The Library at University of Wisconsin at Madison has the archive of the journal  Arts in Society . Sylvia Plath published three poems in an early issue of the serial (Volume 1, Number 2) in the  Fall of 1959 . The three poems were "Aftermath," "The Goring," and "Sculptor." And, brilliantly, they have made the back issues available digitally . Though it appears here (to the left), here is a link directly to the cover  in the context of the digital collection. And see images of the pages in which the poems appeared: Page 66  ("Aftermath" and "The Goring") &  Page 67  ("Sculptor"). All pages are downloadable as good quality PDF's, which is sweet. Does seeing these three poems here, together as a unit, give them a different context to their order --each appears in a different year, 1956; 1958; and 1959 respectively-- in Plath's Collected Poems ? Plath left "The Goring" out of The Colossus , is it weak

Sylvia Plath Collections: Sheet Music at Newnham College, Cambridge

Smith College holds photocopies of sheet music (covers only) formerly owned by Sylvia Plath. A note with these documents reads "Original sheet music in Newnham College, Cambridge Archives. Sheet music was left by Plath in her rooms at Newnham College, 1956 (?)." Four of the covers have Plath's signature; three have notes by Aurelia Plath. The original sheet music is now held by the Newnham College Archives, Cambridge, England. The titles of the sheet music that she owned and left at Newhnam are: 1) Apex Edition of Graded Albums for Piano ( WorldCat ) 2) Beethoven Moonlight Sonata ( WorldCat ) 3) C Bohm Favorite Compositions for the Piano * 4) Classic and Romantic Pianoforte Pieces ( WorldCat ) 5) Copland Scherzo Humoristique * ( WorldCat ) 6) Debussy La Fille aux Cheveux de Lin * ( WorldCat ) 7) Grieg Poetic Tone Pictures ( WorldCat ) 8) Oklahoma! ( WorldCat ) 9) Poulenc Mouvements Perpetuels * ( WorldCat ) 10) Progressive Pieces for Pianoforte ( World

Sylvia Plath in the Wellesleyan Yearbook

Carl Rollyson ( website ; Twitter ), author of  American Isis: The Life and Art of Sylvia Plath , graciously gave me original copies of The Wellesleyan for 1949 and 1950.  The Wellesleyan  was the yearbook of Gamaliel Bradford High School, from where Sylvia Plath graduated in June 1950. Included with the yearbooks was a small cache of articles about Sylvia Plath publications spanning nearly half a century: Heller, Zoë. "Ariel's Appetite." The New Republic 223. December 18, 2000: 30-33. Howard, Maureen, "The Girl Who Tried to be Good." The New York Times Book Review . December 14, 1975: 1-2. Jefferson, Margo. "Who Was Sylvia?" Newsweek . December 22, 1975: 83. "The Blood Jet is Poetry." Time 87. June 10, 1966: 118-120. While the articles are fascinating, the yearbooks are the focus of this blog post. I have gone through them carefully and have scanned all of Plath's appearances that I found, plus one instance where Plath might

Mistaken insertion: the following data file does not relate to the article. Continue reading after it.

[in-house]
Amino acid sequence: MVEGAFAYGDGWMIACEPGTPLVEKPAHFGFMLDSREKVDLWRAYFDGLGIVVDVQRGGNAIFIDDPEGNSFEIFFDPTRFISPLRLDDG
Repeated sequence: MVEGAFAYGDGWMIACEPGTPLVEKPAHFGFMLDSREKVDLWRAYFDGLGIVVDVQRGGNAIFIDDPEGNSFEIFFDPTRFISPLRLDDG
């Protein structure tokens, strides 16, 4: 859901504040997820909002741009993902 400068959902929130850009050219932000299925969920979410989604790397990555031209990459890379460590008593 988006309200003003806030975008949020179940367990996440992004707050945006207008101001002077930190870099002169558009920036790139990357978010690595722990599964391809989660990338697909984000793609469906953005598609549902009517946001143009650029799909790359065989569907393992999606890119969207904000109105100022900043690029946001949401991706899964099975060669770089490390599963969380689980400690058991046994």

Articles published on Sylvia Plath in 2013

First of all, Happy New Year. In 2013, I kept track of many of the articles published about Sylvia Plath on a special page of this blog. I never intended to see it last the whole year, but it did and proved to be one of the more popularly hit pages. However, the 50th anniversaries of so much ( The Bell Jar  & Plath's death) are now over. I did not want to just delete the data, so here it is in full in its own blog post! All links were accessed and valid on the date of the article published. This page is temporary, but will compile online articles and links that appear surrounding the 50th anniversary of the publication of The Bell Jar by Sylvia Plath, as well as articles about the 50th anniversary of her death.  Additional articles that appear on publications such as Carl Rollyson's biography American Isis: The Life and Art of Sylvia Plath (St. Martin's Press), Andrew Wilson's Mad Girl's Love Song: Sylvia Plath and Life Before Ted (Simon & Schuster),